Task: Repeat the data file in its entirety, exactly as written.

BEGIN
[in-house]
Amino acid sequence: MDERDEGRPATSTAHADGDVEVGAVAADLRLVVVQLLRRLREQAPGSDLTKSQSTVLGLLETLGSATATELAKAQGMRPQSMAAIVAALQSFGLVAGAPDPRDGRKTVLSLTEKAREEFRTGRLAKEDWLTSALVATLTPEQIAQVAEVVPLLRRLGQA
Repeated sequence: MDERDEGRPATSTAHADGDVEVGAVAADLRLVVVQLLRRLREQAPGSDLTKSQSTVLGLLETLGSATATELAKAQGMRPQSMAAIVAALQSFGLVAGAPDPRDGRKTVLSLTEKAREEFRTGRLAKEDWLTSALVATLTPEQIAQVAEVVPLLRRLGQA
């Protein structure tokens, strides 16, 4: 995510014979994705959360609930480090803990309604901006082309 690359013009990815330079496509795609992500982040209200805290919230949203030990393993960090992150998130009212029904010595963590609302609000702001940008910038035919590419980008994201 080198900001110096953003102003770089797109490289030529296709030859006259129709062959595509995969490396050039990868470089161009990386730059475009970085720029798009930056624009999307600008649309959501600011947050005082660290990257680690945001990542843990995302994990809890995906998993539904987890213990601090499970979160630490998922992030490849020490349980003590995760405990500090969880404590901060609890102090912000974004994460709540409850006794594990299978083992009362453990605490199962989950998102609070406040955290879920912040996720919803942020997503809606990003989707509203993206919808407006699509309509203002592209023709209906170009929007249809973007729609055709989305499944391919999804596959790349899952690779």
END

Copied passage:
[in-house]
Amino acid sequence: MDERDEGRPATSTAHADGDVEVGAVAADLRLVVVQLLRRLREQAPGSDLTKSQSTVLGLLETLGSATATELAKAQGMRPQSMAAIVAALQSFGLVAGAPDPRDGRKTVLSLTEKAREEFRTGRLAKEDWLTSALVATLTPEQIAQVAEVVPLLRRLGQA
Repeated sequence: MDERDEGRPATSTAHADGDVEVGAVAADLRLVVVQLLRRLREQAPGSDLTKSQSTVLGLLETLGSATATELAKAQGMRPQSMAAIVAALQSFGLVAGAPDPRDGRKTVLSLTEKAREEFRTGRLAKEDWLTSALVATLTPEQIAQVAEVVPLLRRLGQA
């Protein structure tokens, strides 16, 4: 995510014979994705959360609930480090803990309604901006082309 690359013009990815330079496509795609992500982040209200805290919230949203030990393993960090992150998130009212029904010595963590609302609000702001940008910038035919590419980008994201 080198900001110096953003102003770089797109490289030529296709030859006259129709062959595509995969490396050039990868470089161009990386730059475009970085720029798009930056624009999307600008649309959501600011947050005082660290990257680690945001990542843990995302994990809890995906998993539904987890213990601090499970979160630490998922992030490849020490349980003590995760405990500090969880404590901060609890102090912000974004994460709540409850006794594990299978083992009362453990605490199962989950998102609070406040955290879920912040996720919803942020997503809606990003989707509203993206919808407006699509309509203002592209023709209906170009929007249809973007729609055709989305499944391919999804596959790349899952690779």